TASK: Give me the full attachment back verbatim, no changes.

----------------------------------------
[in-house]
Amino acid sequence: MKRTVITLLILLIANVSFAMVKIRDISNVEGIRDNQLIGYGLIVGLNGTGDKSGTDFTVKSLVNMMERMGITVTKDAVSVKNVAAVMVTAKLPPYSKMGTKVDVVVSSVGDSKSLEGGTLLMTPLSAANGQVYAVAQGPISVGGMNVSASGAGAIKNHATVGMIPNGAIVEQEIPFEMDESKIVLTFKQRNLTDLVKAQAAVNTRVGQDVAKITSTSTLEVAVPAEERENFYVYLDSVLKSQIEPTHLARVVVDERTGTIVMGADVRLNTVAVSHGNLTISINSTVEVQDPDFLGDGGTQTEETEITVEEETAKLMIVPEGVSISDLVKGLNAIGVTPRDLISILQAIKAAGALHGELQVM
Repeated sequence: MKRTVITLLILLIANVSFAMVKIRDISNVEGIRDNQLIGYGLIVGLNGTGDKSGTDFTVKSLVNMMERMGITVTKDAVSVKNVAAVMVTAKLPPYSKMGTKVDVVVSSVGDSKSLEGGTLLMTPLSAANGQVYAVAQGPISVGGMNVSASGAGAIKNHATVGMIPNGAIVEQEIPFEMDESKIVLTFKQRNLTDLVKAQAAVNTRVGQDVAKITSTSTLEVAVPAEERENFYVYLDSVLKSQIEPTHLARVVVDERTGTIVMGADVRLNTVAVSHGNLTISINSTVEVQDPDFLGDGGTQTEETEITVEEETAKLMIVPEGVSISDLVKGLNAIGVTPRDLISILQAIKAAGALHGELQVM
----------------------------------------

[in-house]
Amino acid sequence: MKRTVITLLILLIANVSFAMVKIRDISNVEGIRDNQLIGYGLIVGLNGTGDKSGTDFTVKSLVNMMERMGITVTKDAVSVKNVAAVMVTAKLPPYSKMGTKVDVVVSSVGDSKSLEGGTLLMTPLSAANGQVYAVAQGPISVGGMNVSASGAGAIKNHATVGMIPNGAIVEQEIPFEMDESKIVLTFKQRNLTDLVKAQAAVNTRVGQDVAKITSTSTLEVAVPAEERENFYVYLDSVLKSQIEPTHLARVVVDERTGTIVMGADVRLNTVAVSHGNLTISINSTVEVQDPDFLGDGGTQTEETEITVEEETAKLMIVPEGVSISDLVKGLNAIGVTPRDLISILQAIKAAGALHGELQVM
Repeated sequence: MKRTVITLLILLIANVSFAMVKIRDISNVEGIRDNQLIGYGLIVGLNGTGDKSGTDFTVKSLVNMMERMGITVTKDAVSVKNVAAVMVTAKLPPYSKMGTKVDVVVSSVGDSKSLEGGTLLMTPLSAANGQVYAVAQGPISVGGMNVSASGAGAIKNHATVGMIPNGAIVEQEIPFEMDESKIVLTFKQRNLTDLVKAQAAVNTRVGQDVAKITSTSTLEVAVPAEERENFYVYLDSVLKSQIEPTHLARVVVDERTGTIVMGADVRLNTVAVSHGNLTISINSTVEVQDPDFLGDGGTQTEETEITVEEETAKLMIVPEGVSISDLVKGLNAIGVTPRDLISILQAIKAAGALHGELQVM